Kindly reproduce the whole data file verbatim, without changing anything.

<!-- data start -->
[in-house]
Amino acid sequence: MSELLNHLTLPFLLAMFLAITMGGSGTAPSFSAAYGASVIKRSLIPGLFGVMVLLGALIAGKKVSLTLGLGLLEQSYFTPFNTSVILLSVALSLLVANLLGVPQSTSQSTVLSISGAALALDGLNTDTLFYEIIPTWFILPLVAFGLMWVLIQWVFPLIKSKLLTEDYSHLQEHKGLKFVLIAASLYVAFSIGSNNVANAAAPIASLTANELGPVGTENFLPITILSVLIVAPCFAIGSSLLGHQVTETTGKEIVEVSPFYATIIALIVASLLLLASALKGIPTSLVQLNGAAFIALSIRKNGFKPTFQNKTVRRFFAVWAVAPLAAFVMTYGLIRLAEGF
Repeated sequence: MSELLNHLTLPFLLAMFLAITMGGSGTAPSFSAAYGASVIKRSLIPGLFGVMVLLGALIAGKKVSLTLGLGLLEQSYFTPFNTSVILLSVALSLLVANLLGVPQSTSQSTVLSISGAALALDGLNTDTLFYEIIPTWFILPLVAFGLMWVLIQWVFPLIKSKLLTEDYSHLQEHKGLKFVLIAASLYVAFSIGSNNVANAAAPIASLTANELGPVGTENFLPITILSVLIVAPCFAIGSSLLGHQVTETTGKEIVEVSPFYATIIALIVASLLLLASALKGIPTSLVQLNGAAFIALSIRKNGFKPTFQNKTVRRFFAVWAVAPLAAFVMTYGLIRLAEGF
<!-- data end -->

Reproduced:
[in-house]
Amino acid sequence: MSELLNHLTLPFLLAMFLAITMGGSGTAPSFSAAYGASVIKRSLIPGLFGVMVLLGALIAGKKVSLTLGLGLLEQSYFTPFNTSVILLSVALSLLVANLLGVPQSTSQSTVLSISGAALALDGLNTDTLFYEIIPTWFILPLVAFGLMWVLIQWVFPLIKSKLLTEDYSHLQEHKGLKFVLIAASLYVAFSIGSNNVANAAAPIASLTANELGPVGTENFLPITILSVLIVAPCFAIGSSLLGHQVTETTGKEIVEVSPFYATIIALIVASLLLLASALKGIPTSLVQLNGAAFIALSIRKNGFKPTFQNKTVRRFFAVWAVAPLAAFVMTYGLIRLAEGF
Repeated sequence: MSELLNHLTLPFLLAMFLAITMGGSGTAPSFSAAYGASVIKRSLIPGLFGVMVLLGALIAGKKVSLTLGLGLLEQSYFTPFNTSVILLSVALSLLVANLLGVPQSTSQSTVLSISGAALALDGLNTDTLFYEIIPTWFILPLVAFGLMWVLIQWVFPLIKSKLLTEDYSHLQEHKGLKFVLIAASLYVAFSIGSNNVANAAAPIASLTANELGPVGTENFLPITILSVLIVAPCFAIGSSLLGHQVTETTGKEIVEVSPFYATIIALIVASLLLLASALKGIPTSLVQLNGAAFIALSIRKNGFKPTFQNKTVRRFFAVWAVAPLAAFVMTYGLIRLAEGF